Howland: Adult eczema often occurs in patches on areas of the body prone to friction or sweat.

Dr. Davis: Where your waistband would sit, where your socks or shoes would rub. If you have a watch, where you would wear your watch. If you have a headband or certain things that you wear along your neck, like a necklace or a tie.

It's important to bathe regularly. It's important to hydrate the skin with a moisturizer that is hypoallergenic. It's important to monitor for infection.

Howland: If those self-care steps don't help, your dermatologist may prescribe topical or oral medications, or other therapies.

For Mayo Clinic News Network, I'm Jason Howland.

Stung by a Plant

Ally Barons: I just have always grown up around water, and I love to swim.

Vivien Williams: But last year, during spring break, lifeguard Ally Barons developed a strange, long, red mark on her leg after a dip in the ocean.

Ally Barons: But then it started to get really red and blistered.

Vivien Williams: She thought maybe it was a jellyfish sting. Mayo Clinic Dr. Dawn Davis told Ally yes, it was a sting, but from a plant and the sun, not a jellyfish.

Ally Barons: So I was kind of disappointed because jellyfish sounds cooler.

Dawn Marie R. Davis, M.D.: There are certain plants and fruits in nature, such as dill, buttercup, bergamot, musk ambrette, parsley, parsnip, and citrus fruits, especially lime, that when these chemicals that they contain hit your skin and then it's exposed to ultraviolet light, a chemical reaction occurs. And you can either develop a dermatitis, which is called phytophotodermatitis, plant-light induced eczema, or you can develop a phototoxic dermatitis, meaning plant sunburn dermatitis.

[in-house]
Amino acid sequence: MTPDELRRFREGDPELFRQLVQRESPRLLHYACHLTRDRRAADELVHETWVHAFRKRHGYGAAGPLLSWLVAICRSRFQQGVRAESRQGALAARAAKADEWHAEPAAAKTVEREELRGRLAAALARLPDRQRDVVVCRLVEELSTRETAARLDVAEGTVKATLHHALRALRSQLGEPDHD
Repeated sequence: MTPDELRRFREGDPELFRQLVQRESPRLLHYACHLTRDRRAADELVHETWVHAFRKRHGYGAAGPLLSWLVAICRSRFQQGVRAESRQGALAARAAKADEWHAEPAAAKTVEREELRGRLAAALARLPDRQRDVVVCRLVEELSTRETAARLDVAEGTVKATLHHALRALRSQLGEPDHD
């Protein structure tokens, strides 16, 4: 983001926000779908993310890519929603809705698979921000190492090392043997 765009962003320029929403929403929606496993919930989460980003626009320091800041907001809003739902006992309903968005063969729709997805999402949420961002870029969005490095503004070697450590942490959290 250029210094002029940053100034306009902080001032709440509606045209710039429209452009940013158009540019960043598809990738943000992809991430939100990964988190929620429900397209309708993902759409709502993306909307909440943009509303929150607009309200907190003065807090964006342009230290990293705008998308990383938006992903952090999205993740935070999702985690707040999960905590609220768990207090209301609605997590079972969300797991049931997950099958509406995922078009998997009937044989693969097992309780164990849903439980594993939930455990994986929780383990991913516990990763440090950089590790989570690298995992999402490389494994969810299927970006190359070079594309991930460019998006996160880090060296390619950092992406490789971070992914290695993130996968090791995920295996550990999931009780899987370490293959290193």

Vivien Williams: Typical scenarios would be when you brush up against certain plants on a hike or when you squeeze a lime into a drink, maybe you get some juice on your hands, you touch your arm. And when the sun hits that spot, the dermatitis appears in the form of hand prints or drips.

Dawn Marie R. Davis, M.D.: A lot of people think that it's poison ivy with the lines and the streaks. But it's, indeed, not. It's a phytophotodermatitis.

Vivien Williams: Treatment includes topical ointment and staying out of the sun.

Ally Barons: It's right here on my leg.

Vivien Williams: Ally says her reaction was a bit painful, but over time it's fading away. For Medical Edge, I'm Vivien Williams.

A common cause of dermatitis is contact with something that irritates your skin or triggers an allergic reaction. Examples of such things are poison ivy, perfume, lotion and jewelry containing nickel. Other causes of dermatitis include dry skin, a viral infection, bacteria, stress, genetic makeup and a problem with the immune system.